Estrogen-mediated S-Phase Entry
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Estrogen-mediated S-Phase Entry

Estrogens are a class of steroid hormones that play a central role in reproduction, and are regarded as the powerful female hormones that make a girl develop into a woman capable of reproduction. Estrogenic steroids, that include: E1 (Estrone), E2 (Estradiol/17-beta Estradiol) and E3 (Estriol), regulate cellular functions in a wide variety of tissues and influence proliferation in the female reproductive tract and mammary gland. Estrogens play a key role in the development of the mammary gland. In the normal gland, proliferating cells do not express estrogen receptors. In contrast, estrogen receptor-a (ERa) which acts as a ligand (estrogen)-dependent transcription factor is expressed in the majority of mammary tumors (70%).The control of cell proliferation by estrogens such as 17-ß estradiol (E2) is a complex process. Estrogens bound to ERa regulate target genes implicated in proliferation including CDK2, CDK4,cyclin D1 (CCND1) or the proto-oncogene c-Myc (MYC). In addition, several genes which negatively control cell proliferation such as cyclin G2 (CCNG2), caspase 9 (CASP9) or p21 are repressed by estrogens (Ref.1 and 2).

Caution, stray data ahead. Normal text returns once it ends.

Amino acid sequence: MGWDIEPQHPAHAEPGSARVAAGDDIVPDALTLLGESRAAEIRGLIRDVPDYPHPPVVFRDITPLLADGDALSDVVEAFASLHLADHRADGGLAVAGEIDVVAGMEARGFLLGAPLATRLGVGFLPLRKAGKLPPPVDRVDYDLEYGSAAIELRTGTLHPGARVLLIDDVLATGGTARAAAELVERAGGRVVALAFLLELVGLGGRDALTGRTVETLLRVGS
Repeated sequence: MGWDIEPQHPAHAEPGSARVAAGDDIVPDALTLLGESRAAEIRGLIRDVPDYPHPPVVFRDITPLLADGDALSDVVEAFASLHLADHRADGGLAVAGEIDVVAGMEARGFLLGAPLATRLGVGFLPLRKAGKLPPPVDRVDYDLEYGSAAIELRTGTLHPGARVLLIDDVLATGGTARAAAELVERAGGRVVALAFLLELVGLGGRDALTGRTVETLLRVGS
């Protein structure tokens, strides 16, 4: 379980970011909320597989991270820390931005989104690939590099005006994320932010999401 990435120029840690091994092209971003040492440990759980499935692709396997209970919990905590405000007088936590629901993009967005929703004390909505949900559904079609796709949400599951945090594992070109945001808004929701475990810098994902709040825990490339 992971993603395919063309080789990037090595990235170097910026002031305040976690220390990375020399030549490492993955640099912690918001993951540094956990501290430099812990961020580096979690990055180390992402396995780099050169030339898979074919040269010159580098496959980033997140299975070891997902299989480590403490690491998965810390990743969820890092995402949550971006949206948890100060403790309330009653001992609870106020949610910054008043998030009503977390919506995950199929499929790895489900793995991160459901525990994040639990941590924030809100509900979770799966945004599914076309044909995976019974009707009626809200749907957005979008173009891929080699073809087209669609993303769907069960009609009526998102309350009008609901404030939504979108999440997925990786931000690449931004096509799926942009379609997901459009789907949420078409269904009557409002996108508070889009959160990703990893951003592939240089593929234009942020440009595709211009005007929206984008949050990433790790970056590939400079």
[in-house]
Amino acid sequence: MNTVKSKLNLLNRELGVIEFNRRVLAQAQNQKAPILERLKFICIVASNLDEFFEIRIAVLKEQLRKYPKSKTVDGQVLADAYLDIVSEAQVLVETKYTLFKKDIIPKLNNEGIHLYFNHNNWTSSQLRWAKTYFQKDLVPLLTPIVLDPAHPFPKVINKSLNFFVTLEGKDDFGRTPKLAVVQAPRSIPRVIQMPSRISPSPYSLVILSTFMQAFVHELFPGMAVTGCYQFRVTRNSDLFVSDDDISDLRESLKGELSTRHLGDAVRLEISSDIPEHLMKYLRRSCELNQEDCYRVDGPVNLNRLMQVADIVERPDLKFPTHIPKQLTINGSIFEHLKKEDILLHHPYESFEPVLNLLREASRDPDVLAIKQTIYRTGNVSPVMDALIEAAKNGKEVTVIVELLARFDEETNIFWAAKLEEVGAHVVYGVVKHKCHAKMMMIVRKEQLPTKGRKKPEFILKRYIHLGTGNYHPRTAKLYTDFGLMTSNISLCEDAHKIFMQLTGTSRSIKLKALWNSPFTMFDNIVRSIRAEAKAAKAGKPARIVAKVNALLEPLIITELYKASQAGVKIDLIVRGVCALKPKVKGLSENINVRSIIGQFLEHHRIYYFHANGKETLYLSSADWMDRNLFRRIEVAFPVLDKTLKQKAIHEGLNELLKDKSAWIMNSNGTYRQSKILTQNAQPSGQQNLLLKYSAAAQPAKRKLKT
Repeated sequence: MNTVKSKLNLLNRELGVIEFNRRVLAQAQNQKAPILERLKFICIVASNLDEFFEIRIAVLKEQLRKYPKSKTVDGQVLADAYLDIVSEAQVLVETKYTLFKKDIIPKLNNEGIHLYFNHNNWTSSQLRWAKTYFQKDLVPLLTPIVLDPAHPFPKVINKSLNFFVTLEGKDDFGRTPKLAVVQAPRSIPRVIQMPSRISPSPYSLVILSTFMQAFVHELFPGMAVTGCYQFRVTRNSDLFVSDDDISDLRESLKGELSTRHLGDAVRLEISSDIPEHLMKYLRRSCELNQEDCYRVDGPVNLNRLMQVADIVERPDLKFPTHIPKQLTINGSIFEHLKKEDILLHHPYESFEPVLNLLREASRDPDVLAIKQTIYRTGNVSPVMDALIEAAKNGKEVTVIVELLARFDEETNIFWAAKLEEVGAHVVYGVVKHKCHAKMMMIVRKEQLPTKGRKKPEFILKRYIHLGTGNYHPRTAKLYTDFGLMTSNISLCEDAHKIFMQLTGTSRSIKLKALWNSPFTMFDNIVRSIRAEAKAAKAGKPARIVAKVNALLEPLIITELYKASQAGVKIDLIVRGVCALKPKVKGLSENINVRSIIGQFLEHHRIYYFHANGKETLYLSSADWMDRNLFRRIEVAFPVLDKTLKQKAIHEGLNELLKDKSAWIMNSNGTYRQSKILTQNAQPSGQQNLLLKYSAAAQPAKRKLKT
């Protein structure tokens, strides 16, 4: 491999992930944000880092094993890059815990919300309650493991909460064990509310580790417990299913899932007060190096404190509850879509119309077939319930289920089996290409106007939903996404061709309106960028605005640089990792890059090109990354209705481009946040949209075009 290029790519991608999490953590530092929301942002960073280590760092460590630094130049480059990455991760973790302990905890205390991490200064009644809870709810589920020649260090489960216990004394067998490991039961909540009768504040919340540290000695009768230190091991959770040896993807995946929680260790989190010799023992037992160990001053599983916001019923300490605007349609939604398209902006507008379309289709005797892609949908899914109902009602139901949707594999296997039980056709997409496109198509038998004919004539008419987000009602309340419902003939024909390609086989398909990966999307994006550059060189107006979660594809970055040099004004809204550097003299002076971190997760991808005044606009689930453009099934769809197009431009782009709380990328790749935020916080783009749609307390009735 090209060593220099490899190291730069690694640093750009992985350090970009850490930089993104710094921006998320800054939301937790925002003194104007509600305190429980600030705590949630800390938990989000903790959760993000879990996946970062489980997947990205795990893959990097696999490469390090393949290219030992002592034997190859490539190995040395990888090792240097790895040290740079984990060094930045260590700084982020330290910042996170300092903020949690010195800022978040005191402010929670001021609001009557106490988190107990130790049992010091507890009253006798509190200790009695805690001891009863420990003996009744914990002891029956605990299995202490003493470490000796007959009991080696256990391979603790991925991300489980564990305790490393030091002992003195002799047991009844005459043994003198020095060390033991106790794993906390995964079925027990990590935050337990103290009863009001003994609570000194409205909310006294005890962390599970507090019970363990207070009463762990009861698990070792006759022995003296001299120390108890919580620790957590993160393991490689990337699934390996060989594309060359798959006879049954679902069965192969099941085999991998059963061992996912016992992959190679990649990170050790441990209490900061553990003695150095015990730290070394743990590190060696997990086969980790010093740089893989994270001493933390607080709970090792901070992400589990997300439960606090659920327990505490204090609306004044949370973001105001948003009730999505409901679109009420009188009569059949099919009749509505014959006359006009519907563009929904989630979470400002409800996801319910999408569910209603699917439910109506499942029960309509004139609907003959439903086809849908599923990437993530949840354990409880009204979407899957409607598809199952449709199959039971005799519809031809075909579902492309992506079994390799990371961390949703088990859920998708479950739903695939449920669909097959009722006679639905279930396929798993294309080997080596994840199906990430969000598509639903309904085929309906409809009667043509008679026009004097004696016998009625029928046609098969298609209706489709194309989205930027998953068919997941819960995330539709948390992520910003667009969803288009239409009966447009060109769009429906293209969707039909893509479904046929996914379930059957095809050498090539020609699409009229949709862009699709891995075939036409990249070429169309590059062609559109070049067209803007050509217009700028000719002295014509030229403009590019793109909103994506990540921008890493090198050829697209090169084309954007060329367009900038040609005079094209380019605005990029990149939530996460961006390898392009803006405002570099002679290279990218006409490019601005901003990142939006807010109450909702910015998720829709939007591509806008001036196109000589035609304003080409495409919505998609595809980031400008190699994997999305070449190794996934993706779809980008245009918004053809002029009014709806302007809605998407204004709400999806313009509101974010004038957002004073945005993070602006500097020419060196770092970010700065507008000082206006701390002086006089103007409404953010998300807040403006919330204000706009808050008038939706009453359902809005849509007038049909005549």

cyclin D1 (CCND1) belongs to the family of D-type cyclins, which regulate G1–S cell cycle progression. CCND1 acts through activation of cyclin-dependent kinases (CDKs) that phosphorylate and inactivate the retinoblastoma protein. CCND1 could also promote cell cycle progression through CDKs-independent mechanisms, such as interaction with and modulation of transcription factor activities. Because CDKs control cell division, dysregulation of their regulatory partners, the cyclins, has been implicated in the initiation and promotion of hyperplasia and oncogenesis. Two different cyclins, Cyclin-Aand CCND1, have been identified as ER activators. cyclin D1 activation of ER does not involve a phosphorylation, while ER activation of Cyclin-Ais triggered by a phosphorylation in the AF1 (Activation Function-1) domain (Ref.3). D-type cyclins play an essential role in recognition of extracellular growth stimuli and initiation of G1 transit. Estrogen regulation of cellular proliferation has been attributed to cyclin D1 expression. Estrogen-induced proliferation of uterine and breast epithelium in vivo is associated with formation of active cyclin D1-CDK4 complexes and increased expression of Cyclin-D1 mRNA and protein (Ref.4).